A key aspect to consider in cyber modeling is intelligence about state-based threat actors. It is important to understand both the capabilities and the motivations of threat actors when assessing the frequency of catastrophic scenarios. Scenarios where we see a greater propensity for catastrophic cyber attacks are also scenarios where those state actors are likely attempting multiple attacks. Although insurers may wish to seek refuge in the act of war definitions that exist in other insurance lines, cyber attack attribution to state-based actors is difficult — and, in some cases, not possible.

What does this mean for global insurers?

The Dyn attack illustrates that insurers need to pursue new approaches to understanding and modeling cyber risk. Recommendations for insurers are below:

  1. Recognize that cyber as a peril expands far beyond cyber data and liability from a data breach and could be embedded in almost all major commercial insurance lines.
  2. Develop and hire cyber security expertise internally — especially in the group risk function — to understand the implications of cyber perils across all lines.
  3. Understand whether basic IoT security hygiene is being undertaken when underwriting companies using IoT devices.
  4. Partner with institutions that can provide a multi-disciplinary approach to modeling cyber security for insurers, including:
  • Hard data (for example, attack trends across the kill chain by industry);
  • Intelligence (such as active adversary monitoring); and
  • Expertise (in new IoT technologies and key points of failure).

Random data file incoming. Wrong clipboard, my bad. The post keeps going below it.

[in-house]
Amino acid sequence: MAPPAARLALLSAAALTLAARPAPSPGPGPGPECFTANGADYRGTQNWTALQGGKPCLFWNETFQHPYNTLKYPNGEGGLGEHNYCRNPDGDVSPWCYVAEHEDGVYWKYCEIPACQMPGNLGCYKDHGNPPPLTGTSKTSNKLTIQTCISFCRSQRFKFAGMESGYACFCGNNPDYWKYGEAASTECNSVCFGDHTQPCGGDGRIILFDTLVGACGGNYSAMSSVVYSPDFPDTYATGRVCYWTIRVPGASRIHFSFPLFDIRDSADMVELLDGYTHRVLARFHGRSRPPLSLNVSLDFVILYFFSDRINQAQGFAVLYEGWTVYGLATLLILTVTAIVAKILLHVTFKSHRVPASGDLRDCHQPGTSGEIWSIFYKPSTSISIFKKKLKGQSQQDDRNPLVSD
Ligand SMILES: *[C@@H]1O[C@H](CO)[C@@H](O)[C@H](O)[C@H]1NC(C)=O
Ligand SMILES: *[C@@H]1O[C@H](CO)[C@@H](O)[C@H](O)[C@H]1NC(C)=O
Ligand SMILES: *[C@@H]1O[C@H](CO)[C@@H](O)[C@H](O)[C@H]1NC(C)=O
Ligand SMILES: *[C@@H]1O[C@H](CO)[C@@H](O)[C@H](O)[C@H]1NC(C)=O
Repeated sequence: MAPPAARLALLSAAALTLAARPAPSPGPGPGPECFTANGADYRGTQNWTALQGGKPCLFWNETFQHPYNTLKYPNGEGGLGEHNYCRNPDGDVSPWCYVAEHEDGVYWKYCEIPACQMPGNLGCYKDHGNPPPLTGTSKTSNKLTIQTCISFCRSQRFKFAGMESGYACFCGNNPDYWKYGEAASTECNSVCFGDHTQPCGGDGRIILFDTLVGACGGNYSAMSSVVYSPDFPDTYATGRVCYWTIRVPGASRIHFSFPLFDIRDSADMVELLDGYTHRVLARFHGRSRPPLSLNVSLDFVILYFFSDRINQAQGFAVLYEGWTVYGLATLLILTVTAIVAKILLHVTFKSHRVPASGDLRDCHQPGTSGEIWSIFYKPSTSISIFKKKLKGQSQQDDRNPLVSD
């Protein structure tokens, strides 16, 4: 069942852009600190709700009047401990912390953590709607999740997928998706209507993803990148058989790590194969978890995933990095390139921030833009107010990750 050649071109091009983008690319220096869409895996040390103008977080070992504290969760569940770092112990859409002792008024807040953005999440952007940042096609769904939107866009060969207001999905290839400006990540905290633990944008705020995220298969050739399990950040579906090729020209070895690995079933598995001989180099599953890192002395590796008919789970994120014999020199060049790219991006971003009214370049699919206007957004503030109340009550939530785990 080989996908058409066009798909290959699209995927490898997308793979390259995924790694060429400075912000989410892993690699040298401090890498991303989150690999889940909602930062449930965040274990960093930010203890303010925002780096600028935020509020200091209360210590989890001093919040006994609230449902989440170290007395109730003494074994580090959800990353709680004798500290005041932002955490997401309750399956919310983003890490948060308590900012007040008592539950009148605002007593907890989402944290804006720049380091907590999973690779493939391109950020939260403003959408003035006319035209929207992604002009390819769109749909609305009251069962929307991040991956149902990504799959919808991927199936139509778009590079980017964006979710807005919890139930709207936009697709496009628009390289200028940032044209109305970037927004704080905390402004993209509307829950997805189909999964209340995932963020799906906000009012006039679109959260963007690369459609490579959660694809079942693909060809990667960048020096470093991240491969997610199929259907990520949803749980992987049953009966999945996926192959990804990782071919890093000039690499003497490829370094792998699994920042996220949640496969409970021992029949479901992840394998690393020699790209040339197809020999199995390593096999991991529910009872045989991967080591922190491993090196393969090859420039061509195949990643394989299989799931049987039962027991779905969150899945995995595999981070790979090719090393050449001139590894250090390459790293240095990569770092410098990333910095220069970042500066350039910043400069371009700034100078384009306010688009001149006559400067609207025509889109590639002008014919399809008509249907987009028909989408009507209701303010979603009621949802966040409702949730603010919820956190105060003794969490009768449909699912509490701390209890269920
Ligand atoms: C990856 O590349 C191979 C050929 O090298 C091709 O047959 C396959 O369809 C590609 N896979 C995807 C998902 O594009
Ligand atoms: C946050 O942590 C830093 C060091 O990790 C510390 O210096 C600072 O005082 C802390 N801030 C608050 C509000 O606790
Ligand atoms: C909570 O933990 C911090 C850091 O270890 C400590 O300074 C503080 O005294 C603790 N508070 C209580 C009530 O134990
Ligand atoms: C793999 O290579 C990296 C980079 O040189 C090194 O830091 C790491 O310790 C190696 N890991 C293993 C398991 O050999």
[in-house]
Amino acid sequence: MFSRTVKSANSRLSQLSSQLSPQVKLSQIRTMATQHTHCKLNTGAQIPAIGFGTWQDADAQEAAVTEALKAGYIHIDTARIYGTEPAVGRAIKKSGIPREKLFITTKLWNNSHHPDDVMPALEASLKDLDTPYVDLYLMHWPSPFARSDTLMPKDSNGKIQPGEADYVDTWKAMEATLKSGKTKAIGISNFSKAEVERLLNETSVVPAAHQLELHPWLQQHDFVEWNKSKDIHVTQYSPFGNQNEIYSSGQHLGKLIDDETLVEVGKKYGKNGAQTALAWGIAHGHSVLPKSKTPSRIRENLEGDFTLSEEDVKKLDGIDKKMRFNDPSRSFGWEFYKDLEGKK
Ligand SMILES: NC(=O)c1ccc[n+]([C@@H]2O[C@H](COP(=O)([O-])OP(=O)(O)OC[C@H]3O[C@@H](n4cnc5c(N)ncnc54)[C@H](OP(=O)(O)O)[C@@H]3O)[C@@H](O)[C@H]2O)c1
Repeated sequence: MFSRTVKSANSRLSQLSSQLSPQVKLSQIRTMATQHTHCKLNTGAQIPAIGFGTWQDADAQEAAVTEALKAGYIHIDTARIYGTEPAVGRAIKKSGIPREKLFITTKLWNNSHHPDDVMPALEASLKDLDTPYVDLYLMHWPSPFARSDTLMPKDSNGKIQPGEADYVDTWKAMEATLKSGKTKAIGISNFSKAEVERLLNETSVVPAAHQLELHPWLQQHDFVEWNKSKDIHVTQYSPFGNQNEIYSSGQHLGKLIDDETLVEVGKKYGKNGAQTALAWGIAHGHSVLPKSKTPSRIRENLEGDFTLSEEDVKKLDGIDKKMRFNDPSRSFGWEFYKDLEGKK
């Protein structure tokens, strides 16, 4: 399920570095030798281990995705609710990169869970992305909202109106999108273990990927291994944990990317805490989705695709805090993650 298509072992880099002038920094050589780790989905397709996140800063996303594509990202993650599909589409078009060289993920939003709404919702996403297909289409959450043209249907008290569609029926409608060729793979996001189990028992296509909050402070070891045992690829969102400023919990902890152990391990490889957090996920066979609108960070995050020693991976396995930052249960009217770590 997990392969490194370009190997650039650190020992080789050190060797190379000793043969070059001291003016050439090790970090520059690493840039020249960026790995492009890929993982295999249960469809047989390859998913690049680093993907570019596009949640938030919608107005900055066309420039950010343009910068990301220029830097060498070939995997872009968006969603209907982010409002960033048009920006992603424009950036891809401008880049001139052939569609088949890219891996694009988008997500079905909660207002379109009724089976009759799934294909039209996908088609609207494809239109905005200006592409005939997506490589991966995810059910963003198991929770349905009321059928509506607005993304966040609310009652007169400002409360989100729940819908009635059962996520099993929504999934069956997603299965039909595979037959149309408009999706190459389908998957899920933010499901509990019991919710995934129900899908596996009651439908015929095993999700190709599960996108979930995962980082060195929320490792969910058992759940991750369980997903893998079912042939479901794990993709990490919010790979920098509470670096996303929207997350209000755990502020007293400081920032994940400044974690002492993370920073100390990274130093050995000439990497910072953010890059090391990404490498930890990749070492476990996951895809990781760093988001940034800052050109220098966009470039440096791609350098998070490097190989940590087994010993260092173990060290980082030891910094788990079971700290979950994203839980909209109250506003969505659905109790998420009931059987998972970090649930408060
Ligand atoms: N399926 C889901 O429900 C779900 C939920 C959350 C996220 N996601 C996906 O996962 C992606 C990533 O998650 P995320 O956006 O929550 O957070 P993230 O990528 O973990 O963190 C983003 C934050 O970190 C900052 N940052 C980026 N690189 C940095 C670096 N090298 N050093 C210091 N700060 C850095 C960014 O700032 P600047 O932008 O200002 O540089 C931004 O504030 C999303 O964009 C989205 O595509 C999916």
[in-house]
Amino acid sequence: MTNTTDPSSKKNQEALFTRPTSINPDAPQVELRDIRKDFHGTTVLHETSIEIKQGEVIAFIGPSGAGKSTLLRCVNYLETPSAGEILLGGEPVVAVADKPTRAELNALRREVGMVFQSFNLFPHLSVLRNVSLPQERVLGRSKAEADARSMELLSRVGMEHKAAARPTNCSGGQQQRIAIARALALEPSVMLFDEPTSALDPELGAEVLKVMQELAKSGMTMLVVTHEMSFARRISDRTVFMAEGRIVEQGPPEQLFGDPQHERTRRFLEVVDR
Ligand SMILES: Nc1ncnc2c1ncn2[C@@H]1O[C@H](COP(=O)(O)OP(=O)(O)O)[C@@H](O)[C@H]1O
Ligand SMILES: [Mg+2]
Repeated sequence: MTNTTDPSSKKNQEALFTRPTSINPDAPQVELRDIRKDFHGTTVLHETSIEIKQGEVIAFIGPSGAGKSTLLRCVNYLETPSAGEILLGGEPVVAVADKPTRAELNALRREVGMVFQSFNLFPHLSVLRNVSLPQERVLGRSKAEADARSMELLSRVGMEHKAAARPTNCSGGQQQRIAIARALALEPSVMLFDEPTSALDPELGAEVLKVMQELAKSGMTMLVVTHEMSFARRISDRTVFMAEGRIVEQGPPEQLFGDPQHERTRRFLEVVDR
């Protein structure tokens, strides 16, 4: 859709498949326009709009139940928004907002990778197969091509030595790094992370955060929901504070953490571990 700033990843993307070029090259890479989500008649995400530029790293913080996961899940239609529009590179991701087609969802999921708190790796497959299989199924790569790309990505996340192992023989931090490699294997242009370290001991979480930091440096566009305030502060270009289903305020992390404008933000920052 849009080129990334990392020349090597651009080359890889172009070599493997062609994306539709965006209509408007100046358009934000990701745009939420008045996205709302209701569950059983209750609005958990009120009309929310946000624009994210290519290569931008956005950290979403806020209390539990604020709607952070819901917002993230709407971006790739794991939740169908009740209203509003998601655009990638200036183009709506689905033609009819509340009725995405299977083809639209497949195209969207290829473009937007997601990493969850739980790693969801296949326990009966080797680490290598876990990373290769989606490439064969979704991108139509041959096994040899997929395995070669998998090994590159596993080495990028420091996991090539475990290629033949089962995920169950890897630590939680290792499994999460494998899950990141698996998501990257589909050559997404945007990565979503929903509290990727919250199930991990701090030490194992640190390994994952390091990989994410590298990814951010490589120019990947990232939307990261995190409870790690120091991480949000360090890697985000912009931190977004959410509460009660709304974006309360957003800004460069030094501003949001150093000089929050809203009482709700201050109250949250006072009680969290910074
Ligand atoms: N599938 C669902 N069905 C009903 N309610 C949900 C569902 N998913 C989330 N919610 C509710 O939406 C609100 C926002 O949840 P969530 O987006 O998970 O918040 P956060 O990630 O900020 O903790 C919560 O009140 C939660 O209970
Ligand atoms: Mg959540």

Symantec is partnering globally with leading insurers to develop probabilistic, scenario-based modeling to help understand cyber risks inherent in standalone cyber policies, as well as cyber as a peril across all lines of insurance. The Internet of Things opens up tremendous new opportunities for consumers and businesses, but understanding the financial risks inherent in this development will require deep collaboration between the cyber security and cyber insurance industries.

7 Predictions for IoT Impact on Insurance

We are at an inflection point. The internet is going from controlling information to controlling physical things, which has profound implications for both the global economy and the future of insurance. In this post, I will provide seven predictions for how the Internet of Things (IoT) will change the insurance industry, although ultimately these predictions only scratch the surface as there are few lines of insurance that won’t be affected by cyber risk in the next five to 10 years.

Background on Internet of Things (IoT)

It is estimated that there will be as many as 200 billion everyday objects connected to the internet by 2020. Applications for the IoT are as diverse as consumer devices, manufacturing sensors, health monitoring, connected vehicles, office automation and all the way to fully “smart cities.” The emergence of IoT technologies is a tremendous development that spans all aspects of human existence and could unlock as much as $11 trillion per year in value to the global economy by 2025, according to the McKinsey Global Institute.

See also: Insurance and the Internet of Things